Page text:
CSIR scientists rise to the challenge, build new protective gear and tests to fight COVID-19
Not only do our past experiences inform our actions now, but advances made in technology also help us mount a stronger attack against the health threat.
Every time there is an international health emergency, we’re better prepared for it than we were the last time: not only do our past experiences inform our actions now, but advances made in technology also help us mount a stronger attack against the health threat.
With COVID-19, so many experts from different fields and countries across the globe have come together to bring us innovative solutions. And it's not just innovative solutions; many of these experts have cracked the perfect balance between inventiveness and scalability. A few, by the Council of Scientific and Industrial Research (CSIR), right in our very own backyard, are well-worth mentioning:
1. The Feluda paper-strip test
A team at the CSIR Institute of Genomics and Integrative Biology, Delhi, has developed an alternative method of testing for COVID-19. As of now, the world is largely dependent on RT-PCR tests, which are limited in number.
The team, led by Dr Souvik Maiti and Dr Debojyoti Chakraborty, propose using their paper strip test that could give a result within an hour. The test, named Feluda (after the detective in Satyajit Ray's novels), is much more affordable than RT-PCR and is expected to receive approval from the Indian Medical Council of Research (ICMR) soon. The test uses CRISPR-Cas-9, the genome-editing technology, and wouldn’t require the use of any probes.
2. Polypropylene PPE gown
If you’ve been following the news, you know that there is a massive requirement for personal protective equipment (PPE) for healthcare workers and the supply isn’t enough in most areas. One of the things included in PPE kits is a gown/coverall. CSIR National Aerospace Laboratories, Bengaluru, has developed a protective coverall suit made of polypropylene that has gone through testing and has been approved for use. The suit is cost-effective and doesn’t require as many imported materials. The makers are hoping to ramp up production to 30,000 units per day over the next month.
3. Modified face masks
Face masks or covers have been made compulsory in many countries. There has been much debate about their effectiveness against COVID-19, though. Here is where a team of scientists from CSIR Central Salt and Marine Chemistry Research Institute, Gujarat, steps in.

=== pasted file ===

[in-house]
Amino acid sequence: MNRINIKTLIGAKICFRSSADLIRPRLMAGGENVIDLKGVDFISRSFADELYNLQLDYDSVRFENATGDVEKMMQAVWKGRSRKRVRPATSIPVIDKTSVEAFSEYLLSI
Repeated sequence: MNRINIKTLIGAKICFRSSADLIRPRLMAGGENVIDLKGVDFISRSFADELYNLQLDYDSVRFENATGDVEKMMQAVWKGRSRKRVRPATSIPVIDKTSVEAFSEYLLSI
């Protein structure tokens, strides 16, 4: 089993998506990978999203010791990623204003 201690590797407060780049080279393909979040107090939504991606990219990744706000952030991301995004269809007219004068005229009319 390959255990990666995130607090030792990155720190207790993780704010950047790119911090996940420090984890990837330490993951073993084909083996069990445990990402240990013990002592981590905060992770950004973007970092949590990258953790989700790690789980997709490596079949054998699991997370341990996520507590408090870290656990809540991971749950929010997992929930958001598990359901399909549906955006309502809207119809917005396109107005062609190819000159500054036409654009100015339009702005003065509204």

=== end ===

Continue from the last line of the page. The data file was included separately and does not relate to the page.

They’ve managed to develop a face mask that not only protects you from the novel coronavirus but also promises to destroy it. The outer layer of the mask is made from a modified polysulfone material which is reportedly capable of destroying any virus bigger than 60 nanometers in diameter. According to the researchers, since the diameter of the coronavirus falls between 80-120 nanometers, it would be suitable during this pandemic. The cost would be around Rs 50, making it much more affordable than N95s and, theoretically, more effective too.
4. Biodegradable face shields
CSIR Central Salt and Marine Chemistry Research Institute, Gujarat, has also developed face shields, which are also a part of the PPE kits for medical professionals. A face shield helps protect healthcare workers from infected particles while they're collecting samples for testing, or looking after a patient. This customizable face shield protects any gaps between the neck and chin and is also completely biodegradable, meaning it won’t increase the carbon footprint.
5. Infrared thermometers to check for fever, from a safe distance
Another gap in the market is being filled by a team at CSIR National Metallurgical Laboratory, Jharkhand. One of the symptoms of COVID-19 is fever, which is why checkpoints for taking temperature have been set up at offices and apartment complexes, etc. This will especially be important when the lockdown restrictions are lifted on May 17th. But there are only so many infrared thermometers in the market - which is why the team decided to build their own. They’re currently looking for more materials, so they can build them for other organisations.
For more information, read our article on Face covers to battle COVID-19.
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